A much cleaner, more efficient mobility revolution may come a lot sooner than we think. At this year’s Philippine Electric Vehicle Summit held in the SMX Convention Center in Pasay City—the sixth such event organized by the Electric Vehicle Association of the Philippines—the next generation of automobiles was showcased in line with the theme, “Stepping Up Partnerships to Electrify Public and Private Transport.”
Things started off with a presentation on the global growth of electric vehicle sales by Frost & Sullivan. According to the market research firm, EV sales surpassed the one-million-unit mark in 2017—or 1.2 million units globally, to be more precise. For 2018, it is foreseen that EV sales will rise to 1.6 million units, including charging stations reaching 100,000 locations. Overall, there are currently 3.3 million electric cars in use around the world. This is a clear indication of a global shift to alternative, earth-friendly transportation. Despite this, more public awareness and better collaboration between automobile manufacturers, suppliers, private companies and the government need to be pushed to prepare our developing nation for electrified transport—one of the primary objectives of the summit.
Aside from the obvious environmental benefits, the EV industry has strong potential for providing economic growth. With the Department of Transportation spearheading the Public Utility Vehicle Modernization Program, 200,000 jeepneys are targeted for the upgrade spanning a six-year time frame—and 10% of that number shall be electric. To support this transition, here’s what’s going on:
* The Department of Trade and Industry and the Board of Investments are establishing an incentive-based program for EV platform suppliers and body builders.
* The Bank of the Philippine Islands and the Land Bank of the Philippines have loans already packaged for the modernized PUVs.
* To help promote EV sales outside Metro Manila, the Technical Education and Skills Development Authority is cooking up a regulation for all its nationwide training centers for the maintenance and repair of EVs.
* The Bureau of Philippine Standards is in the process of crafting the standards all modern PUVs shall abide by. At the moment, the guidelines for Classes 2 and 3 have been set, while standards for Classes 1 and 4 are underway. This body is also responsible for formulating another 50 control points for EV parts and testing.
In the private sector, things are looking bright. Hyundai, Mitsubishi, Nissan, BYD and Minghong are among the most proactive players in EV development within the region, showcasing exciting new vehicles that have already proven their success in other countries. With products on display such as the Nissan Leaf and the Mitsubishi Outlander PHEV (Plug-in Hybrid Electric Vehicle), visitors were able to appreciate the advantages of EV ownership, including being able to power up one’s home and exporting power back to the grid.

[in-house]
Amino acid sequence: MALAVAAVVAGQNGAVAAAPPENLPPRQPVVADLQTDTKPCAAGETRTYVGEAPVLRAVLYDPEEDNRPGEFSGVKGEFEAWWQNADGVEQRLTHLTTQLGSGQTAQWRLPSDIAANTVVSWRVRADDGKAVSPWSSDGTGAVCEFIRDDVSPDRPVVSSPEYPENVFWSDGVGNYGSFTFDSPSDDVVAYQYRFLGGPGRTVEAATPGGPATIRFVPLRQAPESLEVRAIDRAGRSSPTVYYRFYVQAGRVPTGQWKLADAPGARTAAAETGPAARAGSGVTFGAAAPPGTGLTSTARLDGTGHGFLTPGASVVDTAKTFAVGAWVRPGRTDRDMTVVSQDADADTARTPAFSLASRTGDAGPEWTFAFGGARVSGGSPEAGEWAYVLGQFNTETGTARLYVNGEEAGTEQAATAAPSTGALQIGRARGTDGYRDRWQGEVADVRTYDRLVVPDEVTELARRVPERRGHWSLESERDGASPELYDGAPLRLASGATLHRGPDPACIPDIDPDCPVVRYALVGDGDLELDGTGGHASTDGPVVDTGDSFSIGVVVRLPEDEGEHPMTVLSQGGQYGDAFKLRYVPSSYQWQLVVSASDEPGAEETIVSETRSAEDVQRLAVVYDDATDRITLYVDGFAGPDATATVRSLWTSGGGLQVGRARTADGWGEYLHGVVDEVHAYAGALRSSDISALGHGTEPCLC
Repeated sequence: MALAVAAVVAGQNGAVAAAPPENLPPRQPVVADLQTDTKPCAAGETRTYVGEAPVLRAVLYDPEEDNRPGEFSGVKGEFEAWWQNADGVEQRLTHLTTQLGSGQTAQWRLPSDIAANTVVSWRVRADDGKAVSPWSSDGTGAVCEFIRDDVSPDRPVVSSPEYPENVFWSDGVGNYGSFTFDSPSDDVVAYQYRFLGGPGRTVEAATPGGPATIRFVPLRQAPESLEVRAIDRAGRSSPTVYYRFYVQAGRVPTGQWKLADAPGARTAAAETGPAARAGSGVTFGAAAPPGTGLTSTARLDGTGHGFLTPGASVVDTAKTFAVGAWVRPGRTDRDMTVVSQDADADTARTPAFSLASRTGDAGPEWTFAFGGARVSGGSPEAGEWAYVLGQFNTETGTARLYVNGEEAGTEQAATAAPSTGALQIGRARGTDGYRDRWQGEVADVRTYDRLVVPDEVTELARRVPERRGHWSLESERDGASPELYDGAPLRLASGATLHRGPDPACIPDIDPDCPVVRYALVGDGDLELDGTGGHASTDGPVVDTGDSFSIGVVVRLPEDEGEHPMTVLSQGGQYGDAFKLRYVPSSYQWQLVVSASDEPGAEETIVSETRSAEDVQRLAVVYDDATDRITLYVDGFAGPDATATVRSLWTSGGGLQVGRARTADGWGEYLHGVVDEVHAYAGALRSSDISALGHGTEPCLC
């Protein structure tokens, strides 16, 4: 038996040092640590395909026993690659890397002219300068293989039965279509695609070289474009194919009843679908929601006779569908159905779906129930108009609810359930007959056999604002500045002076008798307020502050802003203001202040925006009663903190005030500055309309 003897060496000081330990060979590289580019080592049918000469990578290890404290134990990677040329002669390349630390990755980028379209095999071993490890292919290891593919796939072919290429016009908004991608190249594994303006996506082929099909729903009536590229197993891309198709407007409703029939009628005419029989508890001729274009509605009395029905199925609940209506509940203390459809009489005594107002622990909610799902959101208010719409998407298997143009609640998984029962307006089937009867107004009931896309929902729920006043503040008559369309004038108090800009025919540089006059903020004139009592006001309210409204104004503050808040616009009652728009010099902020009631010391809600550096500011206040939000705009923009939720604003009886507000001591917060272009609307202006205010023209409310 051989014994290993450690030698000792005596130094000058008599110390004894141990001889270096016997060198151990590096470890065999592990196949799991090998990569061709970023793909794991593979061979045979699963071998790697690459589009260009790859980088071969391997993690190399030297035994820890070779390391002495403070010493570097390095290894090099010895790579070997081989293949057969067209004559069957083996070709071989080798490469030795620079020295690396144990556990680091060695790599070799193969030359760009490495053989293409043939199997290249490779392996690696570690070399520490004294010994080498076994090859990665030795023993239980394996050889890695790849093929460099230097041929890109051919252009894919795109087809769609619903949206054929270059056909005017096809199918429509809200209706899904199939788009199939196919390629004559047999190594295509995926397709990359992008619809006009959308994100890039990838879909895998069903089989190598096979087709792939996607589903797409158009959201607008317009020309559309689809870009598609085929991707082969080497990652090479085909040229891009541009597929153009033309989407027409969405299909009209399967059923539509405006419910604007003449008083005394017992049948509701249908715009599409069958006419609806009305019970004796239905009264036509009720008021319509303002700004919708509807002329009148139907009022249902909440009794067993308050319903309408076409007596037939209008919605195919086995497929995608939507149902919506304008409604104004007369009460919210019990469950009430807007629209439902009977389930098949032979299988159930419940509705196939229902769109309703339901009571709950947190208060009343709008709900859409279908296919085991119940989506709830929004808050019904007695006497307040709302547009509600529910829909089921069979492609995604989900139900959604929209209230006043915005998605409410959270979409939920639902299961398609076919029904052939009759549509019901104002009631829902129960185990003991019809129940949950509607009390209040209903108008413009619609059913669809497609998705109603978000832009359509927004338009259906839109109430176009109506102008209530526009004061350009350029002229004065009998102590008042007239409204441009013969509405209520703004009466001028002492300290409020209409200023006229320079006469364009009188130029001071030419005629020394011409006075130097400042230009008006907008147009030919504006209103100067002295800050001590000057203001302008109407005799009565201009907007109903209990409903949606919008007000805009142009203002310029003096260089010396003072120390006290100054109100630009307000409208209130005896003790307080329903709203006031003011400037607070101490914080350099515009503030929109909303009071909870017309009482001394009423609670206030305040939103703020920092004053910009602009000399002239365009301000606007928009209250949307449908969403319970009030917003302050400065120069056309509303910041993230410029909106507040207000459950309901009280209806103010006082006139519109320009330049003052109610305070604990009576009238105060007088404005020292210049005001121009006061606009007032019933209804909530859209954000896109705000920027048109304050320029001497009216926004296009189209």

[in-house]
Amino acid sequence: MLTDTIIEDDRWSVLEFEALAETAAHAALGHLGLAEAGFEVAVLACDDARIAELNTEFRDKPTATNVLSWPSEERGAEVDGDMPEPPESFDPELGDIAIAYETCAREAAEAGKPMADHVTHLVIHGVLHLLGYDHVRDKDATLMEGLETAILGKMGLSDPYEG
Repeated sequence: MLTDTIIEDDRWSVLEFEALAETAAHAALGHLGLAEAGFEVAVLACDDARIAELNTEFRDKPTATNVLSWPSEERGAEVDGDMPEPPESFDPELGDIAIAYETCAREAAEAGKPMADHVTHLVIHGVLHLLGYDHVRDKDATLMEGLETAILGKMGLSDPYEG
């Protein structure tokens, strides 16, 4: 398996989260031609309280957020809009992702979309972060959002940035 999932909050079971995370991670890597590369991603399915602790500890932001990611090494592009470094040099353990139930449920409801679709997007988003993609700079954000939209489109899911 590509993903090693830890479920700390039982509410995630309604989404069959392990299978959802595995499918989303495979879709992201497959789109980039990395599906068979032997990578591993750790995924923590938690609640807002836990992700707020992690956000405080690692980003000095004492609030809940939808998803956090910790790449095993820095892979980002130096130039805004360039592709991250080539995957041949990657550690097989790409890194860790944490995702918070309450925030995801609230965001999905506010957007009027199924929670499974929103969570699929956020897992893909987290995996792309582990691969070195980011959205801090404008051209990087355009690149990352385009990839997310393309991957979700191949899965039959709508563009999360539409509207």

Another brand to watch is Star 8, a locally established green technology company providing affordable solutions for both private and public transportation. Currently based in Las Piñas, Star 8 is building another facility inside the Clark Freeport and Special Economic Zone in Pampanga—which is due to open within the year—to prepare for the rising demand for electric vehicles, ranging from small motorcycles to large buses.
Gracing the event was Nicholas Thomas, Nissan’s global director for its EV business, who shared the brand’s ongoing shift to electrified mobility. According to Thomas, the fully electric Leaf has sold over 300,000 units around the globe with rock-solid reliability. He added that it would take just a few more years before EVs eventually overtook conventional automobiles in terms of affordability. This includes retail pricing and maintenance costs. Used-up batteries for electric cars could be swapped for new ones or recycled for new-battery production or solar energy support.
Of course, local infrastructure support is just as crucial to widespread public acceptance. This is where Meralco, the Department of Energy, Unioil and the QEV Group step in as they work together in strategically building charging stations and battery-swapping outlets to support both private and public-utility EVs in the near future.
Without a doubt, change is coming in the form of electrified mobility, and it promises to make our way of life better, greener and smarter. It isn’t a question of merely keeping up with the rest of the world—it’s a matter of taking the right, sustainable direction in a time when our dying planet requires nothing less.
Admittedly, we will miss the symphony of rumbling V8 engines. But considering the benefits of this EV transition, who are we to complain? Are you ready to embrace the EV revolution yourself?